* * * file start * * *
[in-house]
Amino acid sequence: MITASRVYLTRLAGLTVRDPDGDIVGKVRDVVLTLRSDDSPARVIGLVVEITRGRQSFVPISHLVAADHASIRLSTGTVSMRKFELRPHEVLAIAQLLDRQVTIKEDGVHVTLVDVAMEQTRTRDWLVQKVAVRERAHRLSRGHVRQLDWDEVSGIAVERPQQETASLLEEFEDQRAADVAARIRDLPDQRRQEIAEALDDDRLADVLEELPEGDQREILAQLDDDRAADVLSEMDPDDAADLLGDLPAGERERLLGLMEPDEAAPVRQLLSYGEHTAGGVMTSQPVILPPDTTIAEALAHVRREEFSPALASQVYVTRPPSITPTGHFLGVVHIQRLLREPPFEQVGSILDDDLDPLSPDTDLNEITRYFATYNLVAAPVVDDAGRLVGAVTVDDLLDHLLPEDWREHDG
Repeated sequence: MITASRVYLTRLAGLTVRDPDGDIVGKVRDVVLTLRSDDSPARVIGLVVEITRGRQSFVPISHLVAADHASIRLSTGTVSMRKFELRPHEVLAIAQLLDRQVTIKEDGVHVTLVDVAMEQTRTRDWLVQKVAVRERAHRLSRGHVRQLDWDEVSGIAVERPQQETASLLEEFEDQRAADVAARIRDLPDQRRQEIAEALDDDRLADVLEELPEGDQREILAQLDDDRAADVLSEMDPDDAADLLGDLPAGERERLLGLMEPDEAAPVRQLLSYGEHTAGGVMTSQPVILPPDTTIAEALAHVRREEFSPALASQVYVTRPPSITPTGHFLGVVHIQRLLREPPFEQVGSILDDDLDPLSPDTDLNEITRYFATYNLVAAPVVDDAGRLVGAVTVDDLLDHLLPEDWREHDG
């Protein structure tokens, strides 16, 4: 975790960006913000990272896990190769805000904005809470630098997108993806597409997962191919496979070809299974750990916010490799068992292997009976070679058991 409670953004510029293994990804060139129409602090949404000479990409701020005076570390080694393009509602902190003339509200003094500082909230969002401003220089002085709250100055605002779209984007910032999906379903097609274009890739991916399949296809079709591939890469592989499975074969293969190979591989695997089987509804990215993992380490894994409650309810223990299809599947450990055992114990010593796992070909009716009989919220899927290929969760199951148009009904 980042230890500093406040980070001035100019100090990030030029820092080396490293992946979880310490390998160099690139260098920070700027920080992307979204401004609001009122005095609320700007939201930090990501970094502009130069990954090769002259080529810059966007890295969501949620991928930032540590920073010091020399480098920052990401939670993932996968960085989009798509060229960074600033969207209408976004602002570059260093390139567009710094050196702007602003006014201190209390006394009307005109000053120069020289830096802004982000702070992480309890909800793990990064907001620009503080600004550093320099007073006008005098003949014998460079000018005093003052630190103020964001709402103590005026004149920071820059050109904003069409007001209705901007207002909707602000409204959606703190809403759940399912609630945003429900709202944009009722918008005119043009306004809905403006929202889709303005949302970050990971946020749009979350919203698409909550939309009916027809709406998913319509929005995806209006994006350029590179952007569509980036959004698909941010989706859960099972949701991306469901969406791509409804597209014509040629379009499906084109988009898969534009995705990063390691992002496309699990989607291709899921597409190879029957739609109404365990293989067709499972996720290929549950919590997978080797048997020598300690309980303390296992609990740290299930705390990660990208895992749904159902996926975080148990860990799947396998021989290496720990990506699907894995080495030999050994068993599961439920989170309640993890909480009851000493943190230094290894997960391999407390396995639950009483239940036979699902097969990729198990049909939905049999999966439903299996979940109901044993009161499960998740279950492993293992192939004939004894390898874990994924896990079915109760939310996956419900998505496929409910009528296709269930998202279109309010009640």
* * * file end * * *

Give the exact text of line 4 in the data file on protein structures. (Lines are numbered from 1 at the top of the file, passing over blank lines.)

């Protein structure tokens, strides 16, 4: 975790960006913000990272896990190769805000904005809470630098997108993806597409997962191919496979070809299974750990916010490799068992292997009976070679058991 409670953004510029293994990804060139129409602090949404000479990409701020005076570390080694393009509602902190003339509200003094500082909230969002401003220089002085709250100055605002779209984007910032999906379903097609274009890739991916399949296809079709591939890469592989499975074969293969190979591989695997089987509804990215993992380490894994409650309810223990299809599947450990055992114990010593796992070909009716009989919220899927290929969760199951148009009904 980042230890500093406040980070001035100019100090990030030029820092080396490293992946979880310490390998160099690139260098920070700027920080992307979204401004609001009122005095609320700007939201930090990501970094502009130069990954090769002259080529810059966007890295969501949620991928930032540590920073010091020399480098920052990401939670993932996968960085989009798509060229960074600033969207209408976004602002570059260093390139567009710094050196702007602003006014201190209390006394009307005109000053120069020289830096802004982000702070992480309890909800793990990064907001620009503080600004550093320099007073006008005098003949014998460079000018005093003052630190103020964001709402103590005026004149920071820059050109904003069409007001209705901007207002909707602000409204959606703190809403759940399912609630945003429900709202944009009722918008005119043009306004809905403006929202889709303005949302970050990971946020749009979350919203698409909550939309009916027809709406998913319509929005995806209006994006350029590179952007569509980036959004698909941010989706859960099972949701991306469901969406791509409804597209014509040629379009499906084109988009898969534009995705990063390691992002496309699990989607291709899921597409190879029957739609109404365990293989067709499972996720290929549950919590997978080797048997020598300690309980303390296992609990740290299930705390990660990208895992749904159902996926975080148990860990799947396998021989290496720990990506699907894995080495030999050994068993599961439920989170309640993890909480009851000493943190230094290894997960391999407390396995639950009483239940036979699902097969990729198990049909939905049999999966439903299996979940109901044993009161499960998740279950492993293992192939004939004894390898874990994924896990079915109760939310996956419900998505496929409910009528296709269930998202279109309010009640």